Samantha Cesario will take the ice Thursday in Boston, a possible trip to the Winter Olympics hanging in the balance.
A large contingent of family and friends will be on hand at TD Garden as the 20-year-old from Oceanside competes in the U.S. Figure Skating Championships, a tournament that serves as a showcase for a potential addition to Team USA.
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For Cesario, who finished eighth in the nationals last year, just being there is a tribute to her determination.
The skater tore the lateral collateral ligament in her left knee three days before she was to compete in the 2012 U.S. Championships. It was a routine jump during a routine practice -- a triple loop she had successfully performed hundreds of times. But the takeoff this time was a bit "weird," Cesario recalled, and the landing awkward and painful.
That injury came almost exactly a year after fractured vertebrae forced her to withdraw from the same competition in January 2011.
Cesario had enjoyed four consecutive top-three finishes leading up to nationals in 2012, including winning the North Atlantic Regional.
"Giving up figure skating definitely crossed my mind," she said. "To work so hard and have success, then have another injury, the frustration is indescribable. After the [knee], I wondered, 'Maybe my body can't handle this and it's not meant to be; maybe I should do something else.' "
Or maybe not.
"I had come too far in my career to throw it away," she said. "Skating is what I do and I knew I had more to offer, more to accomplish. I wanted to prove that to everyone."
Proof: Third-place in the Junior Grand Prix in Austria in September 2012, her first major competition after the knee injury.
She went on to win the Eastern Sectional two months later, which was a springboard to the 2013 U.S. Championships. Her program there "was errorless," her mother, Joanne Cesario, said. And eighth place - in a field of big-name elites - not only announced Cesario's return, but her ascension.
Since then, she has finished top five in four straight tournaments and, most recently, took fourth in the Trophee Bompard in Paris in November.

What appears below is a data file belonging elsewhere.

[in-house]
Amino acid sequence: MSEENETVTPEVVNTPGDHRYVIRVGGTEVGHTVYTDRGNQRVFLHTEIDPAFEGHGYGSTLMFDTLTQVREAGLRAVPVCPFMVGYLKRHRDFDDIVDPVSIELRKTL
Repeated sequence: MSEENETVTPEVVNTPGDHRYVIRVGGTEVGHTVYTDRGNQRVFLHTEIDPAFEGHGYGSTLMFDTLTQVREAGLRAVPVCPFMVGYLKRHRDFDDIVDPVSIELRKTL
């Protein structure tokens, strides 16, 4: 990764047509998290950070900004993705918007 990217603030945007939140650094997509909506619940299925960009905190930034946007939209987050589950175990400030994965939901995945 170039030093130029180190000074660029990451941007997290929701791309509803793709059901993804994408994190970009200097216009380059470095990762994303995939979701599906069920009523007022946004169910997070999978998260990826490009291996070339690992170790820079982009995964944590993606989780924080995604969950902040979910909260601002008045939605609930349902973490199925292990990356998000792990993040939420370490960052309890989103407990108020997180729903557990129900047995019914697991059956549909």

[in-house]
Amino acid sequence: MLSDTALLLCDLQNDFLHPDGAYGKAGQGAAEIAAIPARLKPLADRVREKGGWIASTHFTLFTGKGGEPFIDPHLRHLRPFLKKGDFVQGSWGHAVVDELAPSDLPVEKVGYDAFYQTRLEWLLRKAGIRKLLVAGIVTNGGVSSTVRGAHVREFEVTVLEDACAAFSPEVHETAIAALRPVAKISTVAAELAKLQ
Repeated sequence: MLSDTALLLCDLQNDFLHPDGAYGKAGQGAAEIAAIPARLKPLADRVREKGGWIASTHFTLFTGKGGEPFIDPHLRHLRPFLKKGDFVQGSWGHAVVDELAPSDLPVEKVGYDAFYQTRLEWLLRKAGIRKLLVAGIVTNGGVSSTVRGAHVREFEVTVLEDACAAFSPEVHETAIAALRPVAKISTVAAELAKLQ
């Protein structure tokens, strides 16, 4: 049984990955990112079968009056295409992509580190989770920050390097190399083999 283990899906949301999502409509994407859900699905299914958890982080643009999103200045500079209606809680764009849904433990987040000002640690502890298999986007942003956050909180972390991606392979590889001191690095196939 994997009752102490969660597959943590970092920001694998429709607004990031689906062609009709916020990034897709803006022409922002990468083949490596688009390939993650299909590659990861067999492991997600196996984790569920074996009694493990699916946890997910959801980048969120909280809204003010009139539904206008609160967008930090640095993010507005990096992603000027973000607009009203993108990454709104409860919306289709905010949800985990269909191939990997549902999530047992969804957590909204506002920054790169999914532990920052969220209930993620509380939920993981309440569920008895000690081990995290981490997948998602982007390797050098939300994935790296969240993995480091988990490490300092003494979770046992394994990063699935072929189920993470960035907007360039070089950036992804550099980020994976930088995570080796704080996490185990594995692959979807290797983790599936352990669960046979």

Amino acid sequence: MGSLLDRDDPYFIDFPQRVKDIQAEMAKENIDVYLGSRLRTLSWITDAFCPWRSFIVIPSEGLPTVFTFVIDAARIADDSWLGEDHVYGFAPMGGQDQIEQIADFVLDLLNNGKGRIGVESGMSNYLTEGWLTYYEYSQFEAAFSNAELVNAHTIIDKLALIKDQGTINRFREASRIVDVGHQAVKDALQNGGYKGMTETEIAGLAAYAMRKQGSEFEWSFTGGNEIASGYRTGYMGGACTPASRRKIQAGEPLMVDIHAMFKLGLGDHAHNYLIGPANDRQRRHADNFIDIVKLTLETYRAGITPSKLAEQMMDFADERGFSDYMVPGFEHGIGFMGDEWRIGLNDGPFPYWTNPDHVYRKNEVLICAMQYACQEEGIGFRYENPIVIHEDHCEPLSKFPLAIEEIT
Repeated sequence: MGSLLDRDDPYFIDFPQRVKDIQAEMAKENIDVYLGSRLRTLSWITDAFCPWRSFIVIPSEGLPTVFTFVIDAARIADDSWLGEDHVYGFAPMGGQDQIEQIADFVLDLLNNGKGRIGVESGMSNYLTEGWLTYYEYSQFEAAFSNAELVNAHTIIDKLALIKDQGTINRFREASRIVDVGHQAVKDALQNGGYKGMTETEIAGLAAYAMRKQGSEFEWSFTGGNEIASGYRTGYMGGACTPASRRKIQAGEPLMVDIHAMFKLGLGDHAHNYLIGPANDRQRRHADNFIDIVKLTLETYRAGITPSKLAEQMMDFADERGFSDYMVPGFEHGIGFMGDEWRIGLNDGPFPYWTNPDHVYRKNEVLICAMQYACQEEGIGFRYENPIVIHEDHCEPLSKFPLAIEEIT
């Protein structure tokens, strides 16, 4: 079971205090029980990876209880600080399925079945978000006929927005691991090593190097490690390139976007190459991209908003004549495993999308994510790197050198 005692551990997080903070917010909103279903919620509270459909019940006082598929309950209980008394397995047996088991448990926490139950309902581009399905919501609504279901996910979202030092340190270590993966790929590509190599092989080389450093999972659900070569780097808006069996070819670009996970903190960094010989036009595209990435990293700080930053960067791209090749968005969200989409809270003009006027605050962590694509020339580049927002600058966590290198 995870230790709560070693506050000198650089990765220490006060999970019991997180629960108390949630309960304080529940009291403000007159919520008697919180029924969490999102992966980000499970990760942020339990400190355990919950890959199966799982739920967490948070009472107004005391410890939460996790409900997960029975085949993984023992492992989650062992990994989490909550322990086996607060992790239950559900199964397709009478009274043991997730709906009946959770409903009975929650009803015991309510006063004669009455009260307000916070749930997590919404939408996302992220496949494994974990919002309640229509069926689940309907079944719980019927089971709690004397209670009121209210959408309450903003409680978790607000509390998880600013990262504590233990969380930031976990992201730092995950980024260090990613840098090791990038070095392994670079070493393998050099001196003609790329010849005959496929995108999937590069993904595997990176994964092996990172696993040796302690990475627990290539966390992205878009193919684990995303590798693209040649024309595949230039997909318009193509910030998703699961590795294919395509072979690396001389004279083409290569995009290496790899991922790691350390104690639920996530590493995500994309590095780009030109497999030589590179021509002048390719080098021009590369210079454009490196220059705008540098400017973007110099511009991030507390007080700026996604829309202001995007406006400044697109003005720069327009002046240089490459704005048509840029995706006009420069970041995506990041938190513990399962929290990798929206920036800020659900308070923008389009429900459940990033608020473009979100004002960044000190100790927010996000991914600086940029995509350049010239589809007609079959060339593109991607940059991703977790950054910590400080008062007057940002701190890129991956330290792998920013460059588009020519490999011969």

"Sam has always been a fighter," said her father, Mike Cesario.
She came all the way back after rigorous rehab, and with the Olympic figure skating just 29 days away, a strong showing could be her ticket to Sochi, Russia. Three spots are available on the Team USA roster, but even a first-place finish would not guarantee inclusion on the Olympic team, as the final decisions are made by the U.S. Olympic Committee
"It's going to be great and I'm excited," Cesario said of the nationals.
The senior bracket also includes Merrick's Joelle Forte, 27, who qualified with a third-place finish in November's Eastern Sectionals. The ladies short program begins today, with the free skate on Saturday.
Cesario graduated from Oceanside High School in 2011 and was accepted to Fashion Institute of Technology, but she deferred college enrollment to focus on skating. She maintains a hectic schedule, driving 50 miles upstate to Monsey four times a week to work with her coach, Mary Lynn Gelderman, and choreographer Inese Bucevica. She visits her physical therapist David Lipetz in Jericho "two to three times a week," and Friday mornings are still spent at the Iceland rink in New Hyde Park.
Cesario's downtime usually comes on the weekends, she said, when she is able to read and play with her dog, Buddy, and cat, Rusty. She's also close to her sister, Cassie.
"I've always looked up to her and admired what she does," said Cassie 15, who is a star on the Oceanside lacrosse team. "Then seeing her overcome everything, as a sister and an athlete, makes me appreciate it even more."
She now seeks to perfect the "triple-triple" -- a dazzling but dangerous move that involves three aerial revolutions, a split-second landing and takeoff, into three more midair twirls.
"I'm confident and I feel like I'm back on track," Cesario said. "I grew up watching Sasha Cohen and Michelle Kwan on TV, and now I have an opportunity to show I can compete at that level."